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Stop Animal Exploitation NOW!
S. A. E. N.
"Exposing the truth to wipe out animal experimentation"

Media Coverage

Unknown device found near animal lab

By Steve Timko stimko@rgj.com April 23, 2008

It still wasn't clear Tuesday if a device found Monday night near a Reno animal testing facility was a bomb, something meant to look like a bomb or just an electronics device lying alongside the road.
Reno police used a water cannon late Monday evening to destroy the device found near the Charles River Laboratories on Longley Lane, described as looking like two white hockey pucks connected with wires.

The device was across the street from Charles River Laboratories, said Amy Cianciaruso, associate director of public relations. A security guard found it Monday night.

"I know it was the beeping he had heard, and that's what caused him to call the police," Cianciaruso said. "I don't know if he actually saw it or not."

Animal rights groups had scheduled protests at the lab for 7:30 p.m. Tuesday, but Cianciaruso said there was nothing to link the incident to any group. There have been no threats to the facility, she said.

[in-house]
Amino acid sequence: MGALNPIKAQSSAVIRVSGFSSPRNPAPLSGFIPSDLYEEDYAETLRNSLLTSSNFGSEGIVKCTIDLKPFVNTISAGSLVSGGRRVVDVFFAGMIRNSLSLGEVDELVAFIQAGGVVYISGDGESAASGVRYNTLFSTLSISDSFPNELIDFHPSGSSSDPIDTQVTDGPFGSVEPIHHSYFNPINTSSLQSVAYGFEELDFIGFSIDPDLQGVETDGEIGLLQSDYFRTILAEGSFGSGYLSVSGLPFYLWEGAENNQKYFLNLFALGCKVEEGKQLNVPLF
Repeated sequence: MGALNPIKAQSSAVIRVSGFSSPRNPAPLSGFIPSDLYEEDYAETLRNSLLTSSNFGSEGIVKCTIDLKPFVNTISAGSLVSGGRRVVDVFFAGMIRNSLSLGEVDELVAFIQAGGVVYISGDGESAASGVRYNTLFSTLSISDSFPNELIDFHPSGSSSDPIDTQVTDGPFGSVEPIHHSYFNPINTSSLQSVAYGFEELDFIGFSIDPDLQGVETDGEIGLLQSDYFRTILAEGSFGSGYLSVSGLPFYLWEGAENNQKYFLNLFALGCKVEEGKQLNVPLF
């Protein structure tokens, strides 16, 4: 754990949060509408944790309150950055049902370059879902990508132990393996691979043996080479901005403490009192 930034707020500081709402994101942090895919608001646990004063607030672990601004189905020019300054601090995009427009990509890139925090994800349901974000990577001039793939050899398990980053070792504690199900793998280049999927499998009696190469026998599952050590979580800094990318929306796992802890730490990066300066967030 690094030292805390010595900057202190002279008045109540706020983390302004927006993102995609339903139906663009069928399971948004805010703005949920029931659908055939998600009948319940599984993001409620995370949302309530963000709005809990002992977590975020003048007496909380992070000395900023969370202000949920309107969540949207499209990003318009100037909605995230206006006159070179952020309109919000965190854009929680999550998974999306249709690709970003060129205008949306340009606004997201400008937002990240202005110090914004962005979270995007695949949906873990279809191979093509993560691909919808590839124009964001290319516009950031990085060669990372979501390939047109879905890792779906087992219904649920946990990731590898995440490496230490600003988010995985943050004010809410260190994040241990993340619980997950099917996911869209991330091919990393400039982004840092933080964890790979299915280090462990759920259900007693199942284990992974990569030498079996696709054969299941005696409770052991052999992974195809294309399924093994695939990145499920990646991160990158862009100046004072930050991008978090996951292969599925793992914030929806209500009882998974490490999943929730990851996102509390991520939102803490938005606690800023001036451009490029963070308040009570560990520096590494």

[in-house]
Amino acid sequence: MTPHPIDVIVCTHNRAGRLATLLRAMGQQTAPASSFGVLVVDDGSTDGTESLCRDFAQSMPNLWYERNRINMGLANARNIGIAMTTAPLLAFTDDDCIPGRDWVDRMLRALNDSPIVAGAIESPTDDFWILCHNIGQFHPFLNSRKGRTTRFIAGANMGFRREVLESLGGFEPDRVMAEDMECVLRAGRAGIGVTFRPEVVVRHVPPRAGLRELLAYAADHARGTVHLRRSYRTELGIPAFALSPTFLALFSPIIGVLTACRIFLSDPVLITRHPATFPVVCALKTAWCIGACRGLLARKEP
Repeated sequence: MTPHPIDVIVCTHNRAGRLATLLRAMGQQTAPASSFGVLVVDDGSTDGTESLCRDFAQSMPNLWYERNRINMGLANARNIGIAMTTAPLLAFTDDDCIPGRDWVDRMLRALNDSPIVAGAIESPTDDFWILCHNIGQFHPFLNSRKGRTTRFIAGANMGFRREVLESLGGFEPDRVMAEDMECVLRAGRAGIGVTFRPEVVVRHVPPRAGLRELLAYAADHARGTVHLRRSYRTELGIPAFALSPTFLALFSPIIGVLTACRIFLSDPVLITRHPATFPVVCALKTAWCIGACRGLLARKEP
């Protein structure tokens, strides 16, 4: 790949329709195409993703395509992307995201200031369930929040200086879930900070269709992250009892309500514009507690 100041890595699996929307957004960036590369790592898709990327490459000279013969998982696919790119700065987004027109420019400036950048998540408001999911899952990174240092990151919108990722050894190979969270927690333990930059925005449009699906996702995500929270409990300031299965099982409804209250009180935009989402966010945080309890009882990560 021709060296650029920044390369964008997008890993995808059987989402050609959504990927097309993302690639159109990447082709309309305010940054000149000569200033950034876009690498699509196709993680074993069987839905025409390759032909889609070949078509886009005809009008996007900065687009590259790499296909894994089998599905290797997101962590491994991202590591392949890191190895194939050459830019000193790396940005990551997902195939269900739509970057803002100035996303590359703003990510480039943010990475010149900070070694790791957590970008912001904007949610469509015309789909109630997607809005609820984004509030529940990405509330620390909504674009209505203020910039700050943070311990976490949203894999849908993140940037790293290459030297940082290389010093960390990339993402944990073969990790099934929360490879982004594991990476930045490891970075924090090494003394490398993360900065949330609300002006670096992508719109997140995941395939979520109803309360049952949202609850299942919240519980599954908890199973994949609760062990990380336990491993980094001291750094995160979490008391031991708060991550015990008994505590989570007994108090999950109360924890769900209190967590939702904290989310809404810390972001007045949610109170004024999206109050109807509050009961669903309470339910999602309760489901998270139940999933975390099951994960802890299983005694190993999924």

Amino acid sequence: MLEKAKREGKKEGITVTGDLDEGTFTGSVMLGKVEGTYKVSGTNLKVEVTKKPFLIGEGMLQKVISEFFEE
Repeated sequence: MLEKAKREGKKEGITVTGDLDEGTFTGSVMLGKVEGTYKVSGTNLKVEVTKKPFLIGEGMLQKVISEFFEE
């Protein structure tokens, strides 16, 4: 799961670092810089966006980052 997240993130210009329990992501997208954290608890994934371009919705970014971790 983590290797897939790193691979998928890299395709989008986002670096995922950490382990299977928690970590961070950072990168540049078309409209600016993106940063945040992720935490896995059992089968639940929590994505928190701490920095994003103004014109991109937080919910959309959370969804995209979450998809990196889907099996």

"We don't know what it was," Cianciaruso said of the object.

Charles River Laboratories was cited for 20 violations in 2006, including two monkeys whose fingers were squashed and amputated at the firm's Sparks laboratory, and 11 in the first half of 2007, according to documents obtained by the organization Stop Animal Exploitation Now, which is based in Cincinnati.

Charles River Laboratories has operated a facility on Dunne Circle in the Sparks industrial area for 15 years and, in the winter, opened one of the largest in the country at 6995 Longley Lane.

Charles River Laboratories has done animal research to test and develop drugs since 1947, with about 8,000 employees at 101 facilities, offices and laboratories in 17 countries. 

Charles River Laboratories, Sparks, NV

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